So I went with my friend Ayelet (not her real name, by her request) to Tzfat this past Shabbos. (Or Safed, as it is apparently “officially” spelled, but that one drives me crazy…it’s sort of like the spelling “Bombay” when you mean “Mumbai.”)
So…Tzfat is one of Israel’s four holy cities, and I’ve been wanting to go there for awhile. Ayelet found out about this special Shabbaton thing, and I heard her talking about it and decided I wanted to go too, so we ended up going together. To make a long story short, we had an amazing time.
To give you more of the story…well, we got there late on Thursday night, having left straight from school (it’s something like a 3-hour bus ride). We were late enough that we’d missed the first couple of lectures as well as dinner, but they set us up with some soup and showed us to our room, where we dropped our stuff off before heading back down for the final lecture. Then it was off to bed for everyone.
Friday we woke up early for our tour around Tzfat. We walked around the Old City (the part with the ancient stone buildings and alleyways and such), stopped into a few synagogues, spoke about their history…and that part of the tour didn’t last long before we were let loose–“Girls, do some shopping!” our tour guide encouraged us. The guys in our group laughed at our shopping instincts (yes, I said instincts. Ladies, back me up!) and went on their merry way to some special men-only lecture. And we girls took off. At first Ayelet and I tried to stick together, but I wanted to check out every store and she wanted to stay in our first store for awhile and figure out what to buy. So off I went. A vendor was selling fresh-squeezed juices, so I met up with my dad’s old friend Pomegranate Juice, and can kind of see why he was addicted to it while he was here. Then there were a bunch of Jewish art stores (when it comes time for me G-d willing to decorate my own house, I’m buying from these places!), some fun restaurants, a few bookstores (no, I did NOT buy any books, for anyone who’s curious!), and probably some other stuff that I’m forgetting. At one point, I totally lost track of where Ayelet could possibly be, and was kind of worried for a few minutes before I found her…all’s well that ends well, I guess. So, as morning turned to afternoon, we hurried back to our lodgings to get ready for Shabbos.
Friday night was one of the most amazing experiences I’d ever had. Regular Friday night services generally involve some amount of singing, even in the least musical shuls in the world, and I knew to expect a lot more, given that this is a Chassidic organization known for its ruach (“spirit”). Little did I know, though, that I should have steeled myself for an hour of dancing before we even reached the Shma! Soooo much fun–and as I said to Ayelet, “It’s like being back at Shelly’s wedding!” Even the end of the services was sung (such as the entirety of Aleinu, rather than just the first paragraph), and I was brought back to my old Reform days with tunes I hadn’t heard since then.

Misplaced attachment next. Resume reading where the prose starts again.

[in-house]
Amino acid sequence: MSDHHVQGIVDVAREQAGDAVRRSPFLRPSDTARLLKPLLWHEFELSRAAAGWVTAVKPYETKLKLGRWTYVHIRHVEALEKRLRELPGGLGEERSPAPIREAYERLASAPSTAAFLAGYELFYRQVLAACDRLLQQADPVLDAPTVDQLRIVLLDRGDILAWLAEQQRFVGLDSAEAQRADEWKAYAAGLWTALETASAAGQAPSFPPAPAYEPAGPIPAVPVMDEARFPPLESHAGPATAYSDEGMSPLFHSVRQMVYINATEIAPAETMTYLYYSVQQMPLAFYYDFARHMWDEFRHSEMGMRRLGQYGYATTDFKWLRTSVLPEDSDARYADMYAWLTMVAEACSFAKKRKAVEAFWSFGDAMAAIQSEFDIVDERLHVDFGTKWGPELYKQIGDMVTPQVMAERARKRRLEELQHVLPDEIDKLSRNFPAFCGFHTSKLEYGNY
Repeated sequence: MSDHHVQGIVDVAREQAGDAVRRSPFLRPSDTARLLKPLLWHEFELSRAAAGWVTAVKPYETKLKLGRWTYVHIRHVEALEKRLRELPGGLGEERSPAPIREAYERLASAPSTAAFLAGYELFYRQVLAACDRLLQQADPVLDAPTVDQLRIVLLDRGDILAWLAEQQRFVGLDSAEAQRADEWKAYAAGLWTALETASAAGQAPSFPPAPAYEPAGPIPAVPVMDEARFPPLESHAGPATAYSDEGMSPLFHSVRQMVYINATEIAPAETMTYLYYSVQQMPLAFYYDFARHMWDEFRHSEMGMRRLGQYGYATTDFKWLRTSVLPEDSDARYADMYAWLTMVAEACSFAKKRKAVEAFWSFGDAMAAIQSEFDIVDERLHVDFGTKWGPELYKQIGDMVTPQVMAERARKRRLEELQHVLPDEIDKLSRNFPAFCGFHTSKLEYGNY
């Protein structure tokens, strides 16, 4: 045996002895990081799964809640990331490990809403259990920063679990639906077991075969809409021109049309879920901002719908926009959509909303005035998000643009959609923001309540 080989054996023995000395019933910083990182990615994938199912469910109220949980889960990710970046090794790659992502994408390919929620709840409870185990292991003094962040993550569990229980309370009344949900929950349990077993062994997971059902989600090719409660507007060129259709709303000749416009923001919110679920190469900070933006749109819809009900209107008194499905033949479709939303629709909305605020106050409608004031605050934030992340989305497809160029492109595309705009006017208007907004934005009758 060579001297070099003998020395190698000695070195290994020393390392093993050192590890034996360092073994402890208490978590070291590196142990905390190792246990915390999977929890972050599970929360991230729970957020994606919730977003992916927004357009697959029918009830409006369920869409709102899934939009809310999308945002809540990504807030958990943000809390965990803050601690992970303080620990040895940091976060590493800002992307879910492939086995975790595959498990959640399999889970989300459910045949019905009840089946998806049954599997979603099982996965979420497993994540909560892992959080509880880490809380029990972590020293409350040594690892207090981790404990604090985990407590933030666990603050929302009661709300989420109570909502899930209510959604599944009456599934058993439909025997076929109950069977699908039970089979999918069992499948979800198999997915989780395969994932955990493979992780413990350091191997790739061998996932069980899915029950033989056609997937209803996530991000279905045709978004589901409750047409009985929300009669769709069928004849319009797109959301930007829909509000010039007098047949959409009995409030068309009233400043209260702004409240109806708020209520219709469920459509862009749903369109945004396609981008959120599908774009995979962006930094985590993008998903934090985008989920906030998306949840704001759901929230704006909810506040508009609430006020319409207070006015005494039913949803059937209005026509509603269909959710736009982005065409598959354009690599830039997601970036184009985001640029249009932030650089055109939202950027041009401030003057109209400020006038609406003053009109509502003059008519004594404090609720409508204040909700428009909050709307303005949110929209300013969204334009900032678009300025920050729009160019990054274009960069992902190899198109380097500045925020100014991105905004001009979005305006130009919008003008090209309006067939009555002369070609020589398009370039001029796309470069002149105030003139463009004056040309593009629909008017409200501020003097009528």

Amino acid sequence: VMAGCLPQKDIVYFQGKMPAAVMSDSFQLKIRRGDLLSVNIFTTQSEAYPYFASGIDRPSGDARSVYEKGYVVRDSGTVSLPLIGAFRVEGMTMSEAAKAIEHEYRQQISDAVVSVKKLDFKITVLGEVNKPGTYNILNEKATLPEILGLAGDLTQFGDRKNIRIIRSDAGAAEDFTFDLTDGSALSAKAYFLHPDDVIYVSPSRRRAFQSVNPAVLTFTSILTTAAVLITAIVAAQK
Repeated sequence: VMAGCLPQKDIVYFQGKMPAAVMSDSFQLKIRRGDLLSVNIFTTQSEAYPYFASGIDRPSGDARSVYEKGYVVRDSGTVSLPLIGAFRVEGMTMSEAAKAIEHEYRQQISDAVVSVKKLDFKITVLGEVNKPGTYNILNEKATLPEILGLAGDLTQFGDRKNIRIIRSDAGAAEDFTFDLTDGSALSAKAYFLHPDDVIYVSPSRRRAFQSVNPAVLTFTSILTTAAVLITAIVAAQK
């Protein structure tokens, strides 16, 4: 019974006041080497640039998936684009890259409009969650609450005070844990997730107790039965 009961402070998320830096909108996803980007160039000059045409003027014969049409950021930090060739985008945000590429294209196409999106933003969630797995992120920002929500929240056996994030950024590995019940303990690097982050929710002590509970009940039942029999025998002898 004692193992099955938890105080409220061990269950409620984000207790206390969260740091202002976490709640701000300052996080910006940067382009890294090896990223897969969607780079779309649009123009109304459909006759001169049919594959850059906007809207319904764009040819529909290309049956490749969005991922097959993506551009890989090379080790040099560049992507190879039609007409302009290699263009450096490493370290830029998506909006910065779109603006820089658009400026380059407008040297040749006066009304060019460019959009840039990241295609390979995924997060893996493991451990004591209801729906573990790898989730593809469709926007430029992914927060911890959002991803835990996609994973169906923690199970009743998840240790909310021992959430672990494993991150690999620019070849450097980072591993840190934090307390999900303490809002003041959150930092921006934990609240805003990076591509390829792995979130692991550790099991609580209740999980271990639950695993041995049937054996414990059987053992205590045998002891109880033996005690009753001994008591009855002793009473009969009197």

Friday night dinner? Oh, THAT was an experience. I’m not going to do it justice, unfortunately, as it’s been a few days (walking back to our room, Ayelet and I were saying we needed to write down a lot of what was said at that table! But of course it is forbidden to write on Shabbos). Okay, so from our davening, we walked in a group to our various dinner invitations, armed only with sheets of paper with names and addresses. Ayelet and I were the only people from our group at our couple’s house, so we said goodbye and headed down our street.
The door had a big, fancy Hebrew sign, proclaiming that our host is a sofer–a ritual scribe, meaning he writes things like Torahs and mezuzah scrolls. “Cool!” said Ayelet and I to each other as we knocked.
A big, jolly old man with a long white beard and a black hat opened the door. If I may be slightly heretical, he kind of reminded me at first glance of some kind of Chassidic Santa Claus. He introduced himself as Mr. T., and led us into the living room, where we got our first shock–his wife was wheelchair-bound, and one look at her, and the way her face sagged on one side, told me she’d recently had a stroke (and Mr. T confirmed that suspicion in passing later in the evening).